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Gold medalist Laurie Hernandez visited Citi Field and looked really short next to Noah Syndergaard

As not-quite-five-foot gymnast Laurie Hernandez posed next to 6-foot-6 Mets pitcher Noah Syndergaard on Saturday, the top of her head barely approaching the bottom of his shoulders, the Olympic gold medalist laughed.
"Wait," she said. "Is he really tall or am I really short?"
Well, both, though each of them seems suited to their particular height. At just a shade under five feet, Hernandez is one of the world's top gymnasts, a gold medalist in Rio alongside her "Final Five" USA teammates -- one of whom, Madison Kocian, threw out her own first pitch at Saturday's Rangers game. Standing 18 inches taller, Syndergaard is one of Major League Baseball's most dominant pitchers, using his frame to light up the radar gun and/or brand his own catcher.

Saturday, the two met as Hernandez and her family toured Citi Field. The Old Bridge, N.J., native later threw out a ceremonial first pitch, and managed to put her own stamp on it:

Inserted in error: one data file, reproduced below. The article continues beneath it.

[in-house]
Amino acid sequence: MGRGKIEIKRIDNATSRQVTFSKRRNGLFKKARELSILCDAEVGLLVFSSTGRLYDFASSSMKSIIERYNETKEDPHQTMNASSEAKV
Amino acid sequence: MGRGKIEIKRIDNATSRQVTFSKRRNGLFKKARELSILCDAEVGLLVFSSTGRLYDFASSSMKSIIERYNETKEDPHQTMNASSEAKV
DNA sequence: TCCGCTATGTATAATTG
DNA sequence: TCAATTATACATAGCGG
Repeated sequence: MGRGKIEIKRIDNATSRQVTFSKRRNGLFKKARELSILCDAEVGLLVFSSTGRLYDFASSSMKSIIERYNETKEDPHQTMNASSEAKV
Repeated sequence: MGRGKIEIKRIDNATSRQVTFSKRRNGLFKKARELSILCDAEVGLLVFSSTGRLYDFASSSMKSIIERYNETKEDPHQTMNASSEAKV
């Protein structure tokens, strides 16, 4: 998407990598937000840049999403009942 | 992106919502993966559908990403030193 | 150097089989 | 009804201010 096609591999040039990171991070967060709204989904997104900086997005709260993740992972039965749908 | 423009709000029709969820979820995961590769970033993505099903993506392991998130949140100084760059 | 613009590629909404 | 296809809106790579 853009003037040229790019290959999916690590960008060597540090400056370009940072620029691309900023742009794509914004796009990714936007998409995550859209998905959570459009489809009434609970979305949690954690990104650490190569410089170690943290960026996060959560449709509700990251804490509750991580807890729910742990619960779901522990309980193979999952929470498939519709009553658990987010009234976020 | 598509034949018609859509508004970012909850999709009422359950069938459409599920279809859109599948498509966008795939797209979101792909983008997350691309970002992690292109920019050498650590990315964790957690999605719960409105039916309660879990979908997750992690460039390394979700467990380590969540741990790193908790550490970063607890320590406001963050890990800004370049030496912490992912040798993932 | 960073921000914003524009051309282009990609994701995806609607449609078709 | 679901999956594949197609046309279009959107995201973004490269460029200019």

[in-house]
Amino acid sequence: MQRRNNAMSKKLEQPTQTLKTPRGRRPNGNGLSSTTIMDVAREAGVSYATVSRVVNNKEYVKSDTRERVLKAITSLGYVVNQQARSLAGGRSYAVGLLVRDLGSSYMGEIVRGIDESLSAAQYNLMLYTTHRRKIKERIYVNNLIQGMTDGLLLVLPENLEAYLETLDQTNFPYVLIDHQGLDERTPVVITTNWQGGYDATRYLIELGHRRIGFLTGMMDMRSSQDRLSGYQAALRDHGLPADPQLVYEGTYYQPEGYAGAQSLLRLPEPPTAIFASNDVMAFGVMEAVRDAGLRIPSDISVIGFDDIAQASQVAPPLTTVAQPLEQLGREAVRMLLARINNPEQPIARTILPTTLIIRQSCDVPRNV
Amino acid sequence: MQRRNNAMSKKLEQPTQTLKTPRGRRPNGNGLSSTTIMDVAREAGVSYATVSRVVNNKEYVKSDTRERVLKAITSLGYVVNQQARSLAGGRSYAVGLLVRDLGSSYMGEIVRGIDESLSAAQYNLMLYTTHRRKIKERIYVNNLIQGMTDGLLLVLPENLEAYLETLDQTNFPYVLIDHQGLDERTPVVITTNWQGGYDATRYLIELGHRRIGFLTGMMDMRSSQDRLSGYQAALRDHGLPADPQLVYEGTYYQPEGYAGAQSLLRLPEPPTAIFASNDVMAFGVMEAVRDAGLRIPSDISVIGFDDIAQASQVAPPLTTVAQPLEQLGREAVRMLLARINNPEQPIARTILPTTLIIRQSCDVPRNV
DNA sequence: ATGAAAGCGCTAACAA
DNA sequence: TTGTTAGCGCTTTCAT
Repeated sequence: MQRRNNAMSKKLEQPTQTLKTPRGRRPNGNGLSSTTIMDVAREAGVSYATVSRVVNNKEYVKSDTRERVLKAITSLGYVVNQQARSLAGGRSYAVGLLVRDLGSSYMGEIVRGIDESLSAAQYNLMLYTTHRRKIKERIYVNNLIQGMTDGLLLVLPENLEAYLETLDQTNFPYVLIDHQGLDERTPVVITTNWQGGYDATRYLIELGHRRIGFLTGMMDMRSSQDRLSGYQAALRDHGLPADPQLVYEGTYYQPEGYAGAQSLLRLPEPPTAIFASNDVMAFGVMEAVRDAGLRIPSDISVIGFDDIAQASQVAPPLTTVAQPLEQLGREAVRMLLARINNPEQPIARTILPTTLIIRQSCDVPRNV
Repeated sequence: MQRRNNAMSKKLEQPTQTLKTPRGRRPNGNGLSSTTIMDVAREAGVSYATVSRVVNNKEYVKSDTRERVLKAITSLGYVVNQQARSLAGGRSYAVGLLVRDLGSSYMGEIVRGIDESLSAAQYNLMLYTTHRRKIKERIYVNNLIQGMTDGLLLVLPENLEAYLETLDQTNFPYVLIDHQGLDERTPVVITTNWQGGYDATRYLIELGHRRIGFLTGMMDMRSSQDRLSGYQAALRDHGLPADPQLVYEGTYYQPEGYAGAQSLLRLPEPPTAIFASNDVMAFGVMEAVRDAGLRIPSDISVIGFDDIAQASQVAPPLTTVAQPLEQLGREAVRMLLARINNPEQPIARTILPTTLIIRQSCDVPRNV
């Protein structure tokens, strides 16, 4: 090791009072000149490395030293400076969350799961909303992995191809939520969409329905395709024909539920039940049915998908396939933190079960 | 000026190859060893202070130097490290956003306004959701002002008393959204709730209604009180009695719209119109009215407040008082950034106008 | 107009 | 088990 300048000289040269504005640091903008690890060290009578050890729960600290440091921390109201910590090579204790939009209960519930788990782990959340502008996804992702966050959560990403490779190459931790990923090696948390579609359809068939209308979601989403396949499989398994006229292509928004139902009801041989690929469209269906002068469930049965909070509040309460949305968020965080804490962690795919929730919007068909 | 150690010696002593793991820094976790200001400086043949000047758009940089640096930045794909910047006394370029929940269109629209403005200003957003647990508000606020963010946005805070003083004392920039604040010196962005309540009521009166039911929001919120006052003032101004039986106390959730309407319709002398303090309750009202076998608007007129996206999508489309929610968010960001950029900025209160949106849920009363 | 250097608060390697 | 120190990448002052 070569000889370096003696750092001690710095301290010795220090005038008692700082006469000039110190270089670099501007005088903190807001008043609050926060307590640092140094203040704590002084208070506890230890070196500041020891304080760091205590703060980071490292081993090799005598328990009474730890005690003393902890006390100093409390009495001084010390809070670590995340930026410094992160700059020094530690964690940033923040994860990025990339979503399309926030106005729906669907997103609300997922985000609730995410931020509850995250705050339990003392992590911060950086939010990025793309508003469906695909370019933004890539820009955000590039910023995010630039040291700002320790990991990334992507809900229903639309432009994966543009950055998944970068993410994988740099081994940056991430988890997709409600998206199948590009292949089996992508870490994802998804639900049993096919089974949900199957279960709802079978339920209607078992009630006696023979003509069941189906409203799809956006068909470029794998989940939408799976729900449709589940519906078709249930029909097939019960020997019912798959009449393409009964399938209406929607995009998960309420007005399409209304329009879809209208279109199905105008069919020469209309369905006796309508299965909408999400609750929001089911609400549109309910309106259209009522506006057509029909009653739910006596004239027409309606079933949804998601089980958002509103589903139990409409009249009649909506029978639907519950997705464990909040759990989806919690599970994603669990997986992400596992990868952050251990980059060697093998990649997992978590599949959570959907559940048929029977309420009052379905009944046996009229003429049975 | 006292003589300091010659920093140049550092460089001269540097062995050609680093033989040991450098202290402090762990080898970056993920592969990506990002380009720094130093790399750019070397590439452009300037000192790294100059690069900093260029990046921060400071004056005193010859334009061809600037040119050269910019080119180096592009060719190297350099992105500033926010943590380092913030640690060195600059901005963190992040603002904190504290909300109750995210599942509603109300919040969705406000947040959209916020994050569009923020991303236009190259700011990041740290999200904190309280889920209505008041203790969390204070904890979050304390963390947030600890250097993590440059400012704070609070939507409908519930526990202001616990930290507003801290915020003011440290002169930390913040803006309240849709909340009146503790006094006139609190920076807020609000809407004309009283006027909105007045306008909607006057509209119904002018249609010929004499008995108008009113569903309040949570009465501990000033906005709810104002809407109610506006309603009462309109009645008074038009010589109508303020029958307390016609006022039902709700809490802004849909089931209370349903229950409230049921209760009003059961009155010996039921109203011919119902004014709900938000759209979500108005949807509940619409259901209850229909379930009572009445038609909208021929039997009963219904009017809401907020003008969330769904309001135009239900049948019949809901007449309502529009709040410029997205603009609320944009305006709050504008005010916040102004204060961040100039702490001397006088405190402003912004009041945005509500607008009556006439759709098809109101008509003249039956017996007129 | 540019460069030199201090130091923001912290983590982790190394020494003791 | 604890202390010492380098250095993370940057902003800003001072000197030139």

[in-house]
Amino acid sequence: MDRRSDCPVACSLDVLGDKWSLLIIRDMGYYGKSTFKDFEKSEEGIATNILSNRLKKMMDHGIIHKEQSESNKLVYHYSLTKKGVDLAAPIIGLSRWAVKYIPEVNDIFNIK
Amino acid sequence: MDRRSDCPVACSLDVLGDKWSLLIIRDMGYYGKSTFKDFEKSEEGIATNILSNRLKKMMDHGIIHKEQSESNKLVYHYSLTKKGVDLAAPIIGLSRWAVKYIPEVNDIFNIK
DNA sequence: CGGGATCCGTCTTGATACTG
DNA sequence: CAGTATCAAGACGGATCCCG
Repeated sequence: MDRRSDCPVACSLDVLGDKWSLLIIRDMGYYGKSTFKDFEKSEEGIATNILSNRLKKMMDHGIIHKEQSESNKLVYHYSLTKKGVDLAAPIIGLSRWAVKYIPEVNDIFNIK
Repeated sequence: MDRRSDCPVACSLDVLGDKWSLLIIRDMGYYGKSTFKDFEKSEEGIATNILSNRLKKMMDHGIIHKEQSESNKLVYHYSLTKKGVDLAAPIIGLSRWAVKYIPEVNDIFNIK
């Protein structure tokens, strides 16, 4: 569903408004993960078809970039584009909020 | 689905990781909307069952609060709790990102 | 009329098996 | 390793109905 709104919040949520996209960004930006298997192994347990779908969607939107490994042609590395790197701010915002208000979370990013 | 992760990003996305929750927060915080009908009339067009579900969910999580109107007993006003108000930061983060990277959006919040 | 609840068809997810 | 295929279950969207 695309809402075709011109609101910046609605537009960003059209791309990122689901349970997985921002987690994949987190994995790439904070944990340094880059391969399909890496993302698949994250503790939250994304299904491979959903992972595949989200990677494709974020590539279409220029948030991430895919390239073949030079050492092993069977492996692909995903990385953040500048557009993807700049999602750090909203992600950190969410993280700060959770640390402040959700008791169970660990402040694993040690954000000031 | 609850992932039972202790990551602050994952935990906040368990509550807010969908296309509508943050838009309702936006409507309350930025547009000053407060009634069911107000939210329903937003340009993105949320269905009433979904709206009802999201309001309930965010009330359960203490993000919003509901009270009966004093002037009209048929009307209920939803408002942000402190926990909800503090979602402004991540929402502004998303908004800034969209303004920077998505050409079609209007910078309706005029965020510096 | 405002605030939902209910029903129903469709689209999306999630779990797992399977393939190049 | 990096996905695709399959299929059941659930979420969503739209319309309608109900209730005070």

"This is amazing," Hernandez said. "Baseball is something that I kind of grew up with. My brother used to do baseball when he was younger. [He] and my dad would watch it all the time, and every so often I'd hop in to watch it, too. So this whole experience is amazing."
The experience included meeting Syndergaard, whom Hernandez named as her favorite player, as well as David Wright, Yoenis Céspedes -- "Ooh!" her family called out when he emerged from the clubhouse -- and others. Puerto Rican Mets catcher René Rivera caught the pitch from Hernandez, who is of Puerto Rican descent and hopes to learn Spanish.
"This is such a great experience," Hernandez said. "Baseball is one of those sports that I think everyone kind of grows up with."

In the two weeks since returning from Rio, Hernandez has fielded countless media requests and appearance calls. She is set to participate on the next season of "Dancing With the Stars," and is about to go back out on the road as part of the Kellogg's Tour of Gymnastics Champions.
There, people like Syndergaard will be looking up to her -- not the other way around.
Anthony DiComo has covered the Mets for since 2008. Follow him on Twitter @AnthonyDiComo and Facebook, and listen to his podcast.